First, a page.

Japan 2019 Day 7June 27, 2019
Japan 2019 Series
Today was the day we truly escaped the confines of Tokyo and headed South for our three day excursion to Kyoto and Hiroshima.
The quickest way to Kyoto is by bullet train and we purchased our JR Passes for such an occasion! The bullet train experience was fantastic, if there’s one thing I’ve learned whilst in Japan it’s the Japanese care about the little details. Every seat in the bullet train faces the direction of travel - when it reaches its destination then a team come aboard and whilst they sweep, polish, and clean windows they reverse the direction the chairs are facing. The train also lacks the jerkiness and noise of typical trains, instead the bullet trains move smoothly and relatively quietly, enough so that at the time I’ve writing I’ve fallen asleep on every bullet train I’ve taken.
After we arrived we immediately headed for Arashyima’s bamboo forest, a beautiful grove of bamboo. There’s not too much to say about it - it was far away and hard to get to but we hit up a couple of shrines in the area, remembered most look the same and then got out again. Whilst people get around Tokyo via subway in Kyoto, buses are the primary form of transportation and so we spent a lot of time travelling around on those. Japanese buses are entered at the rear and then exited via the front at which point you pay a flat fee. It’s a pretty great system! Another Japanese efficiency I wish we had back home. We also tried to visit Kinkaku-ji Temple, which is meant to be one of the best temples in all of Japan but an entry cost (unlike all the other temples we’d visited prior) as well as a no photo policy made us turn around and walk away.
The next place we visited was at night - the Fushimi Inari shrine. I know I’ve been a little hard on shrines and temples in the past but this one was too good to pass up. Most shrines have what is known as a Torii gate, but the Fushimi Inari has thousands of them that form a network of tunnels that lead up the mountain. It’s gorgeous, and it even looks good at nearly midnight! Despite the late time we arrived the shrine still had quite a few visitors, I’d hate to have visited at peak times during the day.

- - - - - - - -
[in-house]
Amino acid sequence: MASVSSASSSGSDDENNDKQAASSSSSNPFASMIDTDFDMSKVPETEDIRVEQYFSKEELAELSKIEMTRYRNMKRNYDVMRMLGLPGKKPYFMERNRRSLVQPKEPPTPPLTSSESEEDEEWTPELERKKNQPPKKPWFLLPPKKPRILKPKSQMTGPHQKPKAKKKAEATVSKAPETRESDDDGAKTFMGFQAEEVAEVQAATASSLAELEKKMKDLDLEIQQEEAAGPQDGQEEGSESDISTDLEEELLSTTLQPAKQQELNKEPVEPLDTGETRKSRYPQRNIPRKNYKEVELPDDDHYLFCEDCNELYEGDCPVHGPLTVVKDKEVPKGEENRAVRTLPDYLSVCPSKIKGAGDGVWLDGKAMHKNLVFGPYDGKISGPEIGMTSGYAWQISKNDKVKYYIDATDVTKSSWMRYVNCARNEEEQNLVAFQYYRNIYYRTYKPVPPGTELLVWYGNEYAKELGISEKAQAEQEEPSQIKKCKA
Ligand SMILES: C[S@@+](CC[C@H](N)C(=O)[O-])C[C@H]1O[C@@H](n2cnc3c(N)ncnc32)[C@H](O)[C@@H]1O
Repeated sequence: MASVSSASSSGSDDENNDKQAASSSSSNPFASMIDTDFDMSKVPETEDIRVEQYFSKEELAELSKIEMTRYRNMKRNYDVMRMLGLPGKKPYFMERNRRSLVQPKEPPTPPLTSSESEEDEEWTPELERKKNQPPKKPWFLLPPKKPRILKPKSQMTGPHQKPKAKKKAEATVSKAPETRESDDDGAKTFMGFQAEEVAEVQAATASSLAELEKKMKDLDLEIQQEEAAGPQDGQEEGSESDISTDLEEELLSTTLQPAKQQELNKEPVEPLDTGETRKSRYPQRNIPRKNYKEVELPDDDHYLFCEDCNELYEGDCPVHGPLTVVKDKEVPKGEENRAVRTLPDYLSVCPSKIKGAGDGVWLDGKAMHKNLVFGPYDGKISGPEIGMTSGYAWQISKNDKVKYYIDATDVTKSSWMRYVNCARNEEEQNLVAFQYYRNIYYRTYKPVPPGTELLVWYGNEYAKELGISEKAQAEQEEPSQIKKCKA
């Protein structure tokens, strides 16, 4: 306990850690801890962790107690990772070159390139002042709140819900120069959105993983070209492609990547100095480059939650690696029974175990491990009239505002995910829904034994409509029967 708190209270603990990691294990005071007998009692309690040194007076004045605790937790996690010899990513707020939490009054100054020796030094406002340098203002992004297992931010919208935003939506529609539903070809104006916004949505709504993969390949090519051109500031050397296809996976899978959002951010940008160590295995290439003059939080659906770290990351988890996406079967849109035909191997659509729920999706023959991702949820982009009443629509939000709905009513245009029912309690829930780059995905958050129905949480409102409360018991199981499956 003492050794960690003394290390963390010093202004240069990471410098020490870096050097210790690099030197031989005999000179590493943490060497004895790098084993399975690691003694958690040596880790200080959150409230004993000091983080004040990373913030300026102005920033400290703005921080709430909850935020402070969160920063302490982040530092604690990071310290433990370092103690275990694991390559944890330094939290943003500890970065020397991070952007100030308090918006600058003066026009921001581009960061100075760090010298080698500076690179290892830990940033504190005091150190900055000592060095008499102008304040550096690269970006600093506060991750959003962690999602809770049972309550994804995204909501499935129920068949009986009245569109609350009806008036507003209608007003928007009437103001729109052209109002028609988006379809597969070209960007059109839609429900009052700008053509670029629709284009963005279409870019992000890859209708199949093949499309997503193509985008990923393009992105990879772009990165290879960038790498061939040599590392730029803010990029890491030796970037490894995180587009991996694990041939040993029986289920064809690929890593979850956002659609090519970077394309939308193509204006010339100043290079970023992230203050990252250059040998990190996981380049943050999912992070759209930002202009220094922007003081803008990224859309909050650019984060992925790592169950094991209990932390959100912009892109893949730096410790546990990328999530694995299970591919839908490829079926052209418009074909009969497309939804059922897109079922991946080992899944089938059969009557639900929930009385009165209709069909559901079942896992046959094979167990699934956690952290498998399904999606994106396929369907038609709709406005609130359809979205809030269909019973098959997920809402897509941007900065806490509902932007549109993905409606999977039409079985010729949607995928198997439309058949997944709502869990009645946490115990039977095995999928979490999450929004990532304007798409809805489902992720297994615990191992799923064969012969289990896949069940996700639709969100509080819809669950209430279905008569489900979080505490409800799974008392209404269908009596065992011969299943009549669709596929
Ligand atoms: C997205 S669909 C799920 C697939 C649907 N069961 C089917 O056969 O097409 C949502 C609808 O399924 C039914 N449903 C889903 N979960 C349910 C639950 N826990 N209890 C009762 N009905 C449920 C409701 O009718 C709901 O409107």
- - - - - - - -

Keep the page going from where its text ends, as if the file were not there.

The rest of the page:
I picked Kyoto as the place we’d spend our obligatory night in a capsule hotel. Capsule hotels are all about volume of guests. Each guest is given a pod to sleep in in the same room as anywhere up to thirty or so other guests of the same sex. Guests put all of their belongings in a locker; are given clothes to sleep in, access to basic toiletries and a shower; and then settle down in their capsule for the night. I was surprised at how comfortable the experience was. It did feel a little Black Mirror in terms of execution, and I haven’t booked one for tonight, but I could imagine me opting for that kind of experience in the future. It was definitely more comfortable than the AirBnB’s futon. My only complaint was the lack of access to water - and how warm and noisy the room was overnight.
Tomorrow (well today - as I write this), we go to Hiroshima to see the Island of Miyajima and the atomic blast site.